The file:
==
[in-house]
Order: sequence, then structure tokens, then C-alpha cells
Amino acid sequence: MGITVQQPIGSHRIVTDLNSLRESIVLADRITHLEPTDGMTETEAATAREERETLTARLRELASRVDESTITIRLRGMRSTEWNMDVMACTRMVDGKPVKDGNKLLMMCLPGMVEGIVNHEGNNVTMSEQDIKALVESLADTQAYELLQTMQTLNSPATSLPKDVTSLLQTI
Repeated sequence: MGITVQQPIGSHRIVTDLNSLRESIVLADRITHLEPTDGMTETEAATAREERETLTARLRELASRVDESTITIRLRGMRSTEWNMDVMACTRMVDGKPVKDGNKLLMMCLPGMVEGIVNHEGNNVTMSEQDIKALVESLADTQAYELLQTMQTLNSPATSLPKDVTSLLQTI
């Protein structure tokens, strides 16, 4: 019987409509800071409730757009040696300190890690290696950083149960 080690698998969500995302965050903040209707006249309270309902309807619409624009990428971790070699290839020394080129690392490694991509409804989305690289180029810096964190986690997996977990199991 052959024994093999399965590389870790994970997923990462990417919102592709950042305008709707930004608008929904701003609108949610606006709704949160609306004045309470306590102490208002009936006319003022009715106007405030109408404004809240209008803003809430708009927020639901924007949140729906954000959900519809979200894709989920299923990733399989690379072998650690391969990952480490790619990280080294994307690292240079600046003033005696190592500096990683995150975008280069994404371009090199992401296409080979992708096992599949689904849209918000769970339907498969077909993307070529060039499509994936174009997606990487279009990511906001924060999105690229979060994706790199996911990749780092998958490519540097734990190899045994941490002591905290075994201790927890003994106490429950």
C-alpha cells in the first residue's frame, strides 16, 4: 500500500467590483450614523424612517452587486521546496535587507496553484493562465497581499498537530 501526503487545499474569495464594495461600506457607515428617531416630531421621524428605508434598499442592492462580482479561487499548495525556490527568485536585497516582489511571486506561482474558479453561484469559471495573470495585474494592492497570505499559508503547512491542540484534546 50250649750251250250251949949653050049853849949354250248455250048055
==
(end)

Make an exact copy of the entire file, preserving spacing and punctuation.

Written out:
[in-house]
Order: sequence, then structure tokens, then C-alpha cells
Amino acid sequence: MGITVQQPIGSHRIVTDLNSLRESIVLADRITHLEPTDGMTETEAATAREERETLTARLRELASRVDESTITIRLRGMRSTEWNMDVMACTRMVDGKPVKDGNKLLMMCLPGMVEGIVNHEGNNVTMSEQDIKALVESLADTQAYELLQTMQTLNSPATSLPKDVTSLLQTI
Repeated sequence: MGITVQQPIGSHRIVTDLNSLRESIVLADRITHLEPTDGMTETEAATAREERETLTARLRELASRVDESTITIRLRGMRSTEWNMDVMACTRMVDGKPVKDGNKLLMMCLPGMVEGIVNHEGNNVTMSEQDIKALVESLADTQAYELLQTMQTLNSPATSLPKDVTSLLQTI
């Protein structure tokens, strides 16, 4: 019987409509800071409730757009040696300190890690290696950083149960 080690698998969500995302965050903040209707006249309270309902309807619409624009990428971790070699290839020394080129690392490694991509409804989305690289180029810096964190986690997996977990199991 052959024994093999399965590389870790994970997923990462990417919102592709950042305008709707930004608008929904701003609108949610606006709704949160609306004045309470306590102490208002009936006319003022009715106007405030109408404004809240209008803003809430708009927020639901924007949140729906954000959900519809979200894709989920299923990733399989690379072998650690391969990952480490790619990280080294994307690292240079600046003033005696190592500096990683995150975008280069994404371009090199992401296409080979992708096992599949689904849209918000769970339907498969077909993307070529060039499509994936174009997606990487279009990511906001924060999105690229979060994706790199996911990749780092998958490519540097734990190899045994941490002591905290075994201790927890003994106490429950």
C-alpha cells in the first residue's frame, strides 16, 4: 500500500467590483450614523424612517452587486521546496535587507496553484493562465497581499498537530 501526503487545499474569495464594495461600506457607515428617531416630531421621524428605508434598499442592492462580482479561487499548495525556490527568485536585497516582489511571486506561482474558479453561484469559471495573470495585474494592492497570505499559508503547512491542540484534546 50250649750251250250251949949653050049853849949354250248455250048055